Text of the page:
The Truth about Truth Ep02

The Truth about Truth Ep02 #DMP #Film #Documentary


Six years ago, Julia and I attended a party of fellow skeptics. Skeptics, like everyone else, enjoy a good time and a drink every now and then. Skeptics might not be enamored by virgin births or untestable emotional energies, but we do like a drink. At this vivacious gathering, we were all chatting and sharing each other’s company when a thought popped into my mind: “what if there was no religion?” Perhaps I’d drunk just a little too much and was having just a little too much of an enjoyable time. However, after the thought manifested itself it never left me.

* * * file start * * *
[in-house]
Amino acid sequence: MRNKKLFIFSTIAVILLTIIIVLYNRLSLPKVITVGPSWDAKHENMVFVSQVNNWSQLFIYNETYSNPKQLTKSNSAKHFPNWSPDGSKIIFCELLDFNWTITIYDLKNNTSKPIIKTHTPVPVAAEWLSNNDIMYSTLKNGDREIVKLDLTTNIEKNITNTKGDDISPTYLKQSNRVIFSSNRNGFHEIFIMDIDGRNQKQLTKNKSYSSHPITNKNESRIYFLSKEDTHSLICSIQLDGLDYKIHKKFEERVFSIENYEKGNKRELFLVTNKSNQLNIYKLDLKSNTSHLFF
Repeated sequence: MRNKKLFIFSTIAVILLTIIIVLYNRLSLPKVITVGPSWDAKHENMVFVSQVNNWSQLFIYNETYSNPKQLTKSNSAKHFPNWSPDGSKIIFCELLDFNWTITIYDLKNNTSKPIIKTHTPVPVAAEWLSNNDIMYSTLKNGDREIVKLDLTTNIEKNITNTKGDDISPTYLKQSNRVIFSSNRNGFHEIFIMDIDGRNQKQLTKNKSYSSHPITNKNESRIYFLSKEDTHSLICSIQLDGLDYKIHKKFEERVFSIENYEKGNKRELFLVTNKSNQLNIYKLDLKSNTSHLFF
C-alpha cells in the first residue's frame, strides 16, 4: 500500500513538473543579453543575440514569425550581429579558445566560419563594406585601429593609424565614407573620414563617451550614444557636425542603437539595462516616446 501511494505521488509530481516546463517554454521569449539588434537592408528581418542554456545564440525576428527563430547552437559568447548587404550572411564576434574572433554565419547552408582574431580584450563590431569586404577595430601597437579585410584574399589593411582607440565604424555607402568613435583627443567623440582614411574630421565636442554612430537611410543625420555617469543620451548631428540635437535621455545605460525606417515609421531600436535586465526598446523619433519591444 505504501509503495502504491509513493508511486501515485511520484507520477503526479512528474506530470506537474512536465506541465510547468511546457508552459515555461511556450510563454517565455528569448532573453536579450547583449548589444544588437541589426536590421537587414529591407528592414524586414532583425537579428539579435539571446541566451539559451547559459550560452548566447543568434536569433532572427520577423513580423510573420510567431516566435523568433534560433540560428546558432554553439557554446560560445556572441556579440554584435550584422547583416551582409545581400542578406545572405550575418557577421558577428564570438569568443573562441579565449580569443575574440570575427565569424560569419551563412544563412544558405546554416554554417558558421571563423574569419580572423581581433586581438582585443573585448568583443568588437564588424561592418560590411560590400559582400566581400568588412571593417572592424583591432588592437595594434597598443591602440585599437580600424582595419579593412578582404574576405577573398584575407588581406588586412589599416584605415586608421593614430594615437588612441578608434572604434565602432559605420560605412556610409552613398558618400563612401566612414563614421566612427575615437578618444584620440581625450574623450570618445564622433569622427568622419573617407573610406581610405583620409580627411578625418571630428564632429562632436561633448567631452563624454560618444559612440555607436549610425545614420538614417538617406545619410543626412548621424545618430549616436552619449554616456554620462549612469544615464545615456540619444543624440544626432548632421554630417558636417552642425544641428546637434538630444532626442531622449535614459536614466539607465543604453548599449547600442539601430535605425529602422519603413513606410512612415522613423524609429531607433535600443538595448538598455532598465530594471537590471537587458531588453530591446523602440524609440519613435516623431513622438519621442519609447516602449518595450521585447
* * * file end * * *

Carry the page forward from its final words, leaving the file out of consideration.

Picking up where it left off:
Six years later and my new novel “The Cure” is finished. During these last six years, I wrote other books and made several films, but that indelible thought would not leave me. It followed me about like a stalker prowling around in my mind occasionally surfacing and causing me to imagine a world where there was no religion. What would this world be like and more importantly what would we be like?

Although the thought never left me over this ocean of time I did fall in and out of love with the idea of writing this book. At times the task seemed simple and within reach and at other times it seemed a herculean chore and well outside my meager capabilities. But, I persisted and persevered. I fought hard against the many periods I grew overwhelmed by the endeavor, put the work away many times, but always I eventually came back to it a new.